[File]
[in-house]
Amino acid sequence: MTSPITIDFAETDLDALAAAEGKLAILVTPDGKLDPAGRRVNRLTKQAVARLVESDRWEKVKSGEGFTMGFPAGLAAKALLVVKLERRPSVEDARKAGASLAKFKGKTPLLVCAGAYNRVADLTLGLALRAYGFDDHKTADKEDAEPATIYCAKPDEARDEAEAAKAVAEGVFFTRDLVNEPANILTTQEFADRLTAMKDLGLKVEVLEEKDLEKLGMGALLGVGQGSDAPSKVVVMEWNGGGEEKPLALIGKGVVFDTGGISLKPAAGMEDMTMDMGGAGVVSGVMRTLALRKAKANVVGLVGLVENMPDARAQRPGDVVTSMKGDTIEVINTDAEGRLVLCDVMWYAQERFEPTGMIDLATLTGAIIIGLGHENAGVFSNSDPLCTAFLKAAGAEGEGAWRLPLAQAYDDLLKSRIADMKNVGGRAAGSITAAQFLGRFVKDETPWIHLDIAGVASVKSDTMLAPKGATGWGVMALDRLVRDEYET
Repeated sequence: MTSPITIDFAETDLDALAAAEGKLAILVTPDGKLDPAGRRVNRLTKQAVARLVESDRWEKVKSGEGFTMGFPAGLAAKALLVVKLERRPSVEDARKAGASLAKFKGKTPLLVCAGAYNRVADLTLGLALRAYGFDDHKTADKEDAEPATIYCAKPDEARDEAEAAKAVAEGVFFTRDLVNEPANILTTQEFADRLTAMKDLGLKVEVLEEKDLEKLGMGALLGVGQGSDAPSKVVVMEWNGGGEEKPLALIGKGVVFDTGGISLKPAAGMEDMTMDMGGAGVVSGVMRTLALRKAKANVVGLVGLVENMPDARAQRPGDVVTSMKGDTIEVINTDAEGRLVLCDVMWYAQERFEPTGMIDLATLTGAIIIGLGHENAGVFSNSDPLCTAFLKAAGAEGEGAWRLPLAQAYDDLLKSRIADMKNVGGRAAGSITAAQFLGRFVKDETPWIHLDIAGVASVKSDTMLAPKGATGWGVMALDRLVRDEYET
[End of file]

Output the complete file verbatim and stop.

[in-house]
Amino acid sequence: MTSPITIDFAETDLDALAAAEGKLAILVTPDGKLDPAGRRVNRLTKQAVARLVESDRWEKVKSGEGFTMGFPAGLAAKALLVVKLERRPSVEDARKAGASLAKFKGKTPLLVCAGAYNRVADLTLGLALRAYGFDDHKTADKEDAEPATIYCAKPDEARDEAEAAKAVAEGVFFTRDLVNEPANILTTQEFADRLTAMKDLGLKVEVLEEKDLEKLGMGALLGVGQGSDAPSKVVVMEWNGGGEEKPLALIGKGVVFDTGGISLKPAAGMEDMTMDMGGAGVVSGVMRTLALRKAKANVVGLVGLVENMPDARAQRPGDVVTSMKGDTIEVINTDAEGRLVLCDVMWYAQERFEPTGMIDLATLTGAIIIGLGHENAGVFSNSDPLCTAFLKAAGAEGEGAWRLPLAQAYDDLLKSRIADMKNVGGRAAGSITAAQFLGRFVKDETPWIHLDIAGVASVKSDTMLAPKGATGWGVMALDRLVRDEYET
Repeated sequence: MTSPITIDFAETDLDALAAAEGKLAILVTPDGKLDPAGRRVNRLTKQAVARLVESDRWEKVKSGEGFTMGFPAGLAAKALLVVKLERRPSVEDARKAGASLAKFKGKTPLLVCAGAYNRVADLTLGLALRAYGFDDHKTADKEDAEPATIYCAKPDEARDEAEAAKAVAEGVFFTRDLVNEPANILTTQEFADRLTAMKDLGLKVEVLEEKDLEKLGMGALLGVGQGSDAPSKVVVMEWNGGGEEKPLALIGKGVVFDTGGISLKPAAGMEDMTMDMGGAGVVSGVMRTLALRKAKANVVGLVGLVENMPDARAQRPGDVVTSMKGDTIEVINTDAEGRLVLCDVMWYAQERFEPTGMIDLATLTGAIIIGLGHENAGVFSNSDPLCTAFLKAAGAEGEGAWRLPLAQAYDDLLKSRIADMKNVGGRAAGSITAAQFLGRFVKDETPWIHLDIAGVASVKSDTMLAPKGATGWGVMALDRLVRDEYET